What's this?
 Well, it's a dog mill.
Even the poor dog had to work on the farm.
I guess the dog could dog trot on the dog-trot.
The drawing is an Eric Sloane.
 Showing floor joists for the upper floor.
 Early six-over-six windows.
 Behind is another small smoke house cabin.
 Another frame house and outbuilding. Probably a summer kitchen.
 Detail of smoke house lock.
 Rear view of the dog-trot cabin.
 Close up of second smoke house.
 Rebuilt brick house nearby.
 Reflection in the school house window.
Old school house.

Tuesday, October 29, 2013

Before and After part two - this is how Pitts looked when I got it. ..

The roof had collapsed in on it's self.
But it hadn't been down long, so the logs were still in pretty good shape.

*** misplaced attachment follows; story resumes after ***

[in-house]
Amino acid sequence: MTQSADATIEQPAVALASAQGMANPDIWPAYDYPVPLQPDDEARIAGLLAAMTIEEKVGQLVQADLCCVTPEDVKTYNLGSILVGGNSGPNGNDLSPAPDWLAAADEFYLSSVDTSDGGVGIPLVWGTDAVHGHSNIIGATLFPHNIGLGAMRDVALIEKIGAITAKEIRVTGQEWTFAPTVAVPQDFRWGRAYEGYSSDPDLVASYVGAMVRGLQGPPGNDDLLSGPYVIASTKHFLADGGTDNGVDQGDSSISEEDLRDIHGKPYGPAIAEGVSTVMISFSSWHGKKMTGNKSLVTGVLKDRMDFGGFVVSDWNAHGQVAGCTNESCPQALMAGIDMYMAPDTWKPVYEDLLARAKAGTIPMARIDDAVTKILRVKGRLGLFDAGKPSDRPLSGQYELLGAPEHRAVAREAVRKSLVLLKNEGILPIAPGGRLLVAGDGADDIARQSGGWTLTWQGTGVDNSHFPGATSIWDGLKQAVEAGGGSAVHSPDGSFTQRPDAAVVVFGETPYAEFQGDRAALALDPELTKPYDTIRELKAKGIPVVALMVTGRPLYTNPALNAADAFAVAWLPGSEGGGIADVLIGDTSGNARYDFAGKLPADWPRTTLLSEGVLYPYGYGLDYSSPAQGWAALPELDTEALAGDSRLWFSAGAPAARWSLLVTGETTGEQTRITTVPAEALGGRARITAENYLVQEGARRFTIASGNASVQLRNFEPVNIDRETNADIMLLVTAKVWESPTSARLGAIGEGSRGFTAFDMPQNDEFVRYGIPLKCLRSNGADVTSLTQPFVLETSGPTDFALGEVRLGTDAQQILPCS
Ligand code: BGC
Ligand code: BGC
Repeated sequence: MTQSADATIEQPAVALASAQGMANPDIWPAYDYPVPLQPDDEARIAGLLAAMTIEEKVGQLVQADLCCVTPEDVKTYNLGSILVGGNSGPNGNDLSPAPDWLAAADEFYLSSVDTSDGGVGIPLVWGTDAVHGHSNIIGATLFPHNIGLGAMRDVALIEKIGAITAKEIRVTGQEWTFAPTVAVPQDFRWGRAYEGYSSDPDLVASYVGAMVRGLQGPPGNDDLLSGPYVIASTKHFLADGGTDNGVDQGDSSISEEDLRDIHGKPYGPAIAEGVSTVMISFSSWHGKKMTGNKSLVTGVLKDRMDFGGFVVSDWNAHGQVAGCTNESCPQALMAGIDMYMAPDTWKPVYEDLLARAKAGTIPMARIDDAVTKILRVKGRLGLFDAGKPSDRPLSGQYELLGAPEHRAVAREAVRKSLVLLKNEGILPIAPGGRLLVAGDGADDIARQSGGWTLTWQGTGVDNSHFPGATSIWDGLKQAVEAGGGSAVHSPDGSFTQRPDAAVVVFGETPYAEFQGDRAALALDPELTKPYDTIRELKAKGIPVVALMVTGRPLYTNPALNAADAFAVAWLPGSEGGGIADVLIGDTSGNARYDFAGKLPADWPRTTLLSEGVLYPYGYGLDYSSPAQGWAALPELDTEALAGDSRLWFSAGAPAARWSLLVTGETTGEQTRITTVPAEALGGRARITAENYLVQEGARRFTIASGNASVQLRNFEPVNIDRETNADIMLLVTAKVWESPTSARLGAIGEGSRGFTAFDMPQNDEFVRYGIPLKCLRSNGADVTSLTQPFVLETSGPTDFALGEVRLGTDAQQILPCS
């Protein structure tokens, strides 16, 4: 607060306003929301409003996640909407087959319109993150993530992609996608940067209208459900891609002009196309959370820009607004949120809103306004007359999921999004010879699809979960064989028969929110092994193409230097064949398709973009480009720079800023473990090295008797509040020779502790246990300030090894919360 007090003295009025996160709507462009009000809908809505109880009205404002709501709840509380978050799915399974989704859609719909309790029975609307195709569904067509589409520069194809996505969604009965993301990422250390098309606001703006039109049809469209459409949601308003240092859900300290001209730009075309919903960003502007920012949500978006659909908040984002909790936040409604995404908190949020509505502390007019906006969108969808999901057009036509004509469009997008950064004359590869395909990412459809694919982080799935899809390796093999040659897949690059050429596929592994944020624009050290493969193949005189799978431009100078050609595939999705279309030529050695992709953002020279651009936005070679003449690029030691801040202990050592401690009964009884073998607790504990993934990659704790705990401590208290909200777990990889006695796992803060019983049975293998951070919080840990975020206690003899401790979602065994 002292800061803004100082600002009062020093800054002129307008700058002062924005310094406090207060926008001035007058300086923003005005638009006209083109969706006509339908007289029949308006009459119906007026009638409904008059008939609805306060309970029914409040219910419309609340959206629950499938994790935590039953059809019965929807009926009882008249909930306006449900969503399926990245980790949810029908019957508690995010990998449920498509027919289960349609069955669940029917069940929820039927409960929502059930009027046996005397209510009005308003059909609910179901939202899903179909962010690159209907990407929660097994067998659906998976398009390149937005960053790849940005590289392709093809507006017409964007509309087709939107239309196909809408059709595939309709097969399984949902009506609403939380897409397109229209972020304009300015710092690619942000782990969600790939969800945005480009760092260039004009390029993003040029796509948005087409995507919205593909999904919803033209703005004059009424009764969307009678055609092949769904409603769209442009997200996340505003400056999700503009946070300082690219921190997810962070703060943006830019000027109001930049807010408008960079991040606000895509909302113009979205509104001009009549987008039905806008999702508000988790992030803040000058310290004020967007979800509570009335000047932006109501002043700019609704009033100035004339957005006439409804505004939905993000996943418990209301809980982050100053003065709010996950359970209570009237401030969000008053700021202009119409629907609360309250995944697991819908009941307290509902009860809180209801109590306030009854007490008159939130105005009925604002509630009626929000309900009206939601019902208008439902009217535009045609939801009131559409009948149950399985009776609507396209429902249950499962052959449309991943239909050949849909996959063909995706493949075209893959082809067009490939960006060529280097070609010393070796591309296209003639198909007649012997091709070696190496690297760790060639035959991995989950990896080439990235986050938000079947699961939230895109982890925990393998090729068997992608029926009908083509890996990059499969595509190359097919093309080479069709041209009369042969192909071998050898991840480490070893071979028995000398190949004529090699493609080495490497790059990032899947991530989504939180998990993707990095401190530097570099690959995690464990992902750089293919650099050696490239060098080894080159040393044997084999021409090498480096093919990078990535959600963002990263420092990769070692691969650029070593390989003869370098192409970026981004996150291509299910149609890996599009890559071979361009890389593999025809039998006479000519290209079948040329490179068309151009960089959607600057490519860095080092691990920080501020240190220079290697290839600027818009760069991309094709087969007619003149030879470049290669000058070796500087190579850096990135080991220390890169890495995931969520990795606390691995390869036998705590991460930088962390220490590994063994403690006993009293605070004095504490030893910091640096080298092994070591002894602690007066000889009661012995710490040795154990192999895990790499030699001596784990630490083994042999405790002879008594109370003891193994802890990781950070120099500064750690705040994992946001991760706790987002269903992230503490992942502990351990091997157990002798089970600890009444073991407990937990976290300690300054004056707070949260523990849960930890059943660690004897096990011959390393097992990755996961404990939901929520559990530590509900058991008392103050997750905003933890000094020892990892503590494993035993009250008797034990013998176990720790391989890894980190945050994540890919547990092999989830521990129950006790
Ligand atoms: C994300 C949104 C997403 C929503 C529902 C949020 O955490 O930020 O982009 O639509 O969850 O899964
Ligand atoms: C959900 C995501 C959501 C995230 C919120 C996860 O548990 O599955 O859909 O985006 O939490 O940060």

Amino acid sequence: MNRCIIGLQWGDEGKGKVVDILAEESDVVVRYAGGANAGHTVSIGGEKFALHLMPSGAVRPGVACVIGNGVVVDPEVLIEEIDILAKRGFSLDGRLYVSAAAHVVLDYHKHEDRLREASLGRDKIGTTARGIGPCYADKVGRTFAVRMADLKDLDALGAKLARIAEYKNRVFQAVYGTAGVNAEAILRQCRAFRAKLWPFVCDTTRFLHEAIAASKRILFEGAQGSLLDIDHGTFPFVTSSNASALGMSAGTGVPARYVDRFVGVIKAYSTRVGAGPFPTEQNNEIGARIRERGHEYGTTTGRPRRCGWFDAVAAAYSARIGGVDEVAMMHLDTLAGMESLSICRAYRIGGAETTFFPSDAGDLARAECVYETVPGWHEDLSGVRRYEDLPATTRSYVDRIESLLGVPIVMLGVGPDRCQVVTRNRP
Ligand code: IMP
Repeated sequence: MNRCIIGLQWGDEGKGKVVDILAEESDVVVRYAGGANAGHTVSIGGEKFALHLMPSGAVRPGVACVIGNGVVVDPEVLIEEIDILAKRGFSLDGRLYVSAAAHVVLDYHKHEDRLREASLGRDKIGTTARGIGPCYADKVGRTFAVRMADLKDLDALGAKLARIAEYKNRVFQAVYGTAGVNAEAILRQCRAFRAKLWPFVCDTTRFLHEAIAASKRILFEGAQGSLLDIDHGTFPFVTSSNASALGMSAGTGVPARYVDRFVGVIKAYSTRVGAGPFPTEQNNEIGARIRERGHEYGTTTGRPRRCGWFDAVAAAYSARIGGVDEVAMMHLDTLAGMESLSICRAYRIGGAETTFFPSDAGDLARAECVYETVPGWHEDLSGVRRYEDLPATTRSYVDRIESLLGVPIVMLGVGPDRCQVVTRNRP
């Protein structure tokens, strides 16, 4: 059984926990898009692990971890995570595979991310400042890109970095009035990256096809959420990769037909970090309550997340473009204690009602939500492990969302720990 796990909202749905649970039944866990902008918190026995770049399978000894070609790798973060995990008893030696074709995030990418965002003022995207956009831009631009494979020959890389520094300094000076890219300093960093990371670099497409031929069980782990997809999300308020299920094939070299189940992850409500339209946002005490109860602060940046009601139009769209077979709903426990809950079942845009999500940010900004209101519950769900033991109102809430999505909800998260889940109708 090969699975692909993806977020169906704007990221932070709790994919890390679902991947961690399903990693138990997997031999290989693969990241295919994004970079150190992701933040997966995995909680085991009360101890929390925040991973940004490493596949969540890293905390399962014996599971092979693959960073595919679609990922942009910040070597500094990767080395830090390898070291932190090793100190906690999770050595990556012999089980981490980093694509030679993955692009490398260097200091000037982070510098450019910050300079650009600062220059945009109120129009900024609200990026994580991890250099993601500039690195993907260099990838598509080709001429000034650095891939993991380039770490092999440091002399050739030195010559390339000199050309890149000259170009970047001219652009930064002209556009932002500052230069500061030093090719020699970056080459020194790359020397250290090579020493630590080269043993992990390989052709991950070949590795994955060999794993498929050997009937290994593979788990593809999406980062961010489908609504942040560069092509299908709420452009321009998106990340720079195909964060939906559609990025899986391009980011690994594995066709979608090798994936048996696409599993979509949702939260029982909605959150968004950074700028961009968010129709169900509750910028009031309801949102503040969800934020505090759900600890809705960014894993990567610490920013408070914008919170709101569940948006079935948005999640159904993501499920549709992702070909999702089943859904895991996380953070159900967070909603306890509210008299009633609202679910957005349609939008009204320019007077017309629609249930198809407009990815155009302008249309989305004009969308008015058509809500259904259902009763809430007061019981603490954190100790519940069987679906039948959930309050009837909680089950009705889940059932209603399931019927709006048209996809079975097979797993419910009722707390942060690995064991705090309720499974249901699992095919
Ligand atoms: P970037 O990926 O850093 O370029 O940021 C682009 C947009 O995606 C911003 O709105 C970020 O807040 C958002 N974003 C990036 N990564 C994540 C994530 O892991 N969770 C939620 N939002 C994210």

Nice clean corners.
Note the boards instead of 'chinking' over the gaps.
Notch is called a 'dovetail' notch.

I did end up replacing the bottom logs when I rebuilt it, which I usually do on most cabins.

When most of these buildings were built, they were never intend on being permanent, so were not built high up off of the ground. So it is rare to find a cabin where all the sill logs are in great shape.
And if I am going to add any height, I usually start on the lower logs.

Monday, October 28, 2013

Before and After

A few posts back, I attempted to give a little history of my small cabin I call 'Pitts Blacksmith Shop'.
If you remember, here is how it looks now.

This is what I call the front.